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Agronomy Update

S. Indiana and E. Indiana: Possibility of Ear Rot - What To Watch For!

Published on Thursday, September 04, 2014

As harvest starts to approach and we are working to get combines and grain bins ready, don’t forget to keep an eye on your corn fields. Many of us are hoping for a great crop, but as this year continues to look more like the crop of 2009, there are a few things we need to watch.

One of those is the possibility of ear rots. The wet, cool weather during pollination allowed for infection, and the wet, humid weather currently has been perfect to start development of Gibberella and Diplodia. Gibberella is a mold with a pink tint or color that is normally found near the tip of the ear. Diplodia is a white mold generally found near the base of the ear.

Diplodia will cause low test weight and chaffy kernels. Gibberella can produce the same, but it contains a mycotoxin. If you find infected fields, make sure to turn the fans up on the combine and try to blow out as many infected kernels as possible. If you can keep the infected grain separate and dry it to 15 percent moisture as quickly as possible. For long term storage it needs to be at 13.5 percent. Below is a comparison of the diseases:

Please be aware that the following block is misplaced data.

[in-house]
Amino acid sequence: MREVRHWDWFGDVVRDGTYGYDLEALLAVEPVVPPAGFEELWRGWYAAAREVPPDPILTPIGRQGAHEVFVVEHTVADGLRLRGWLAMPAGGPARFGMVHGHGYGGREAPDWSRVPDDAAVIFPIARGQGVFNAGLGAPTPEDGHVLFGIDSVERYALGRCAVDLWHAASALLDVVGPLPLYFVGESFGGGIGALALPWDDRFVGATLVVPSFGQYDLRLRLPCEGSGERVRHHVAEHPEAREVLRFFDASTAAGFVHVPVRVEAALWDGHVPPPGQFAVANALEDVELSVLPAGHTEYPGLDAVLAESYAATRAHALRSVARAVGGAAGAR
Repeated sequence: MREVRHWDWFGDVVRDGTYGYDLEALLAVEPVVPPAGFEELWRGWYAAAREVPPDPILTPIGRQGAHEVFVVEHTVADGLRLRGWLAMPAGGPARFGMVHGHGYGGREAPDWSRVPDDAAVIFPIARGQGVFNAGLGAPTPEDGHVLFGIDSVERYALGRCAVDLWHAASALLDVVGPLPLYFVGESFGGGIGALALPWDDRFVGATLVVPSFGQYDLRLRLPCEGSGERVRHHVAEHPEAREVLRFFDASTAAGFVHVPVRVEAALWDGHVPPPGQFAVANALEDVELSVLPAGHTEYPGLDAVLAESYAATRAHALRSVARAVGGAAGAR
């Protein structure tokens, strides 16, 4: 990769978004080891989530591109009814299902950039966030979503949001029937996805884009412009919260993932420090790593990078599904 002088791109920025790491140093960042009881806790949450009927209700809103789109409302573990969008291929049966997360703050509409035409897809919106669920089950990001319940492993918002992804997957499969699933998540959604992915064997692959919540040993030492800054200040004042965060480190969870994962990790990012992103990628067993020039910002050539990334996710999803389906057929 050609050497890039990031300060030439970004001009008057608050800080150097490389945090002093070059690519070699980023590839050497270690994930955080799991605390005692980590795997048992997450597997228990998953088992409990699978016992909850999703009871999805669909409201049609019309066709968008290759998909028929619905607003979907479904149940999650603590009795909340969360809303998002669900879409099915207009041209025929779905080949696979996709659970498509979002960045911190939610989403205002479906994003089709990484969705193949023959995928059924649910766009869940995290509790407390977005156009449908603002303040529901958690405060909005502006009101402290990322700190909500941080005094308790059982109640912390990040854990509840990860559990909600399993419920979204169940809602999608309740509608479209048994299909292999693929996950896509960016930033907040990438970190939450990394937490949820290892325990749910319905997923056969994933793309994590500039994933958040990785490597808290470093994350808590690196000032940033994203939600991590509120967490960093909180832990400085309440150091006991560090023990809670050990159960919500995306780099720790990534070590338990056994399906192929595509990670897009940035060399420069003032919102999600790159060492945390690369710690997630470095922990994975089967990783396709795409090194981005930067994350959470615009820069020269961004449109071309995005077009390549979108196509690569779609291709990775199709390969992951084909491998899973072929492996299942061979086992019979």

(Source: FarmProgress.com)

As you walk fields looking for ear rots also pay close attention to stalk quality. The ample rains have left us with a great crop, big ears, poor roots, and loss of Nitrogen (N).

Many stalks have started to cannibalize themselves because of the loss of N and because they have a big ear to finish. Be sure to check the stalks with a push test or pinch test. You can squeeze or pinch the bottom third of the stalk to see if it collapses or simply push the top of a stalk across the row and see if it breaks off. If you are finding a lot of stalks that are weak, target that field for an early harvest.

We are also starting to see a few stalk rots. This week we did find some anthracnose stalk rot. It was near the top of the corn plant causing it to turn red. Normally this is found near the base and is black. Mother Nature is always changing things up just a little.

 

         


For more information see Purdue Studies:

Diseases of Corn Gibberella Ear Rot
Diseases of Corn Diplodia Ear Rot

Have a safe harvest season!

 

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